A paypal has been set up to help his partner and their kids with the practicalities of these difficult times. If you would like to make a contribution you can do so at https://paypal.me/pools/c/8cXeElETIG.
If you wish to add your condolences or share your memories of Jon, we’re collecting them here and will pass on to his family.
We are all struggling with this news, and know that we will for some time. Please take the time to seek additional support for yourself if you feel like you might need it, and know that our community will be here for you now and into the future.
For additional supports:
LGBT Helpline 1890 929 539, https://lgbt.ie/
Samaritans 116 123, https://www.samaritans.org/ireland/samaritans-ireland/
Dublin Rape Crisis Centre 1800 77 8888 http://www.drcc.ie/
Pieta House 1800 247 247 https://www.pieta.ie/
Now that the date has been set for the referendum that will allow us to repeal the 8th, the deadline is also set for the Supplement to the Register of Electors.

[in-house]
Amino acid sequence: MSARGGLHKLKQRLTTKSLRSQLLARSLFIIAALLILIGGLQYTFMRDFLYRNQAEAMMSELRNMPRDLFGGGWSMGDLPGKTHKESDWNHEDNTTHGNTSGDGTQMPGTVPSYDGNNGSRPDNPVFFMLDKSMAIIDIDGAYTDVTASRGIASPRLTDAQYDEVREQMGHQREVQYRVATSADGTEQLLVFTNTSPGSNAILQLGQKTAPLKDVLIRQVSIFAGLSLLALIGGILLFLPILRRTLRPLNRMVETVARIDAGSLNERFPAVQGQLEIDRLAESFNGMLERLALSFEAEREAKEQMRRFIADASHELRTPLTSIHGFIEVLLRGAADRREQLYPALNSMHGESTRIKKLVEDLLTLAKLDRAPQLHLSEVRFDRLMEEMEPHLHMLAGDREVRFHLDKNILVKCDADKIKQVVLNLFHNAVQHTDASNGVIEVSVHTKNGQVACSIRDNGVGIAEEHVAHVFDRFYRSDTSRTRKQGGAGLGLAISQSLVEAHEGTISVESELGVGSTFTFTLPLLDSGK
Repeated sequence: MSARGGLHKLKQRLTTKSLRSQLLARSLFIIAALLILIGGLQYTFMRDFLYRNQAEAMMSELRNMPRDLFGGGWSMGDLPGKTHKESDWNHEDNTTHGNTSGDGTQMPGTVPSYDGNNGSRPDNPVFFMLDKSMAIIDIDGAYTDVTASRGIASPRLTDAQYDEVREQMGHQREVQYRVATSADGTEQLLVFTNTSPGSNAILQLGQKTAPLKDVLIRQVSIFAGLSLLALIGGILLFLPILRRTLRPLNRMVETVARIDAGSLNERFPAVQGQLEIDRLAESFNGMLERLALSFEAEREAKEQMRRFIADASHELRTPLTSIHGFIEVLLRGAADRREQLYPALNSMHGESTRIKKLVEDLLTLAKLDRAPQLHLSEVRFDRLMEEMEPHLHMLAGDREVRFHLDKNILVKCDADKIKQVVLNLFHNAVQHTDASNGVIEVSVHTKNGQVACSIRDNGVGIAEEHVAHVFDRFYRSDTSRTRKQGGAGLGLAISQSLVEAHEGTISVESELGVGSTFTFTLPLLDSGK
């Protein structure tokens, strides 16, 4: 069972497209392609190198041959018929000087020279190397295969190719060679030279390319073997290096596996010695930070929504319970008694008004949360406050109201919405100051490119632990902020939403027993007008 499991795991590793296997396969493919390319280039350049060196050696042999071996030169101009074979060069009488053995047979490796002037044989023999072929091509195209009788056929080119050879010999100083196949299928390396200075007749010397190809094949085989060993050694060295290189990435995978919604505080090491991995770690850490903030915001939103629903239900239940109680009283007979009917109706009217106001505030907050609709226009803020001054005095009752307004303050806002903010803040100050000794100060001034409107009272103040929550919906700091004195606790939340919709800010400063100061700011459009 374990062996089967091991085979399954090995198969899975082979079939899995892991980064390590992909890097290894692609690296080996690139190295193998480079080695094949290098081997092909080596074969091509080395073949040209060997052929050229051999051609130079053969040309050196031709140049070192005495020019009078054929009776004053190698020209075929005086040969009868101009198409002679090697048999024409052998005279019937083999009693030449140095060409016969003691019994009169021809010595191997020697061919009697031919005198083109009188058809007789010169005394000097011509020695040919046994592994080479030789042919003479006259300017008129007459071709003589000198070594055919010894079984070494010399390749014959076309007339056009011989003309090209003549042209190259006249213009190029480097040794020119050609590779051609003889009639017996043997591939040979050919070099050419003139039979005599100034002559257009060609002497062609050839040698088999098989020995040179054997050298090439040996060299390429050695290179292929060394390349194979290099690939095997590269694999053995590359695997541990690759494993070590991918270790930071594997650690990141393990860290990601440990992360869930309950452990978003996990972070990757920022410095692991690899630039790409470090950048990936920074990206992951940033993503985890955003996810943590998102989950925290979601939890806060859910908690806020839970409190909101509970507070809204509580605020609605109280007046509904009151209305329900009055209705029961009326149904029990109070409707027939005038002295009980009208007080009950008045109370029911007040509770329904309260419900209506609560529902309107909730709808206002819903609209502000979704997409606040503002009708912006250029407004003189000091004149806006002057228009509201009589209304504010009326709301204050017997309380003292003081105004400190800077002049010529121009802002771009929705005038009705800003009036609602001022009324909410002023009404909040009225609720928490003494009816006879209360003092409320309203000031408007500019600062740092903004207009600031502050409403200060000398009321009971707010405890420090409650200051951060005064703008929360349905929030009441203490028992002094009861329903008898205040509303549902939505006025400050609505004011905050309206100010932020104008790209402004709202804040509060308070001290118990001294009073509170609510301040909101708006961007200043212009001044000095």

Any additions or amendments to the supplement must be made more than 14 days before an election (excluding Sundays and holidays). In the case of the referendum on the 25th of May, this means you MUST have submitted the form by the 8th of May at the very latest. Ideally as soon as possible.
Registering requires form RFA 2 available here.
Change of address from that you are already registered under requires form RFA 3 available here.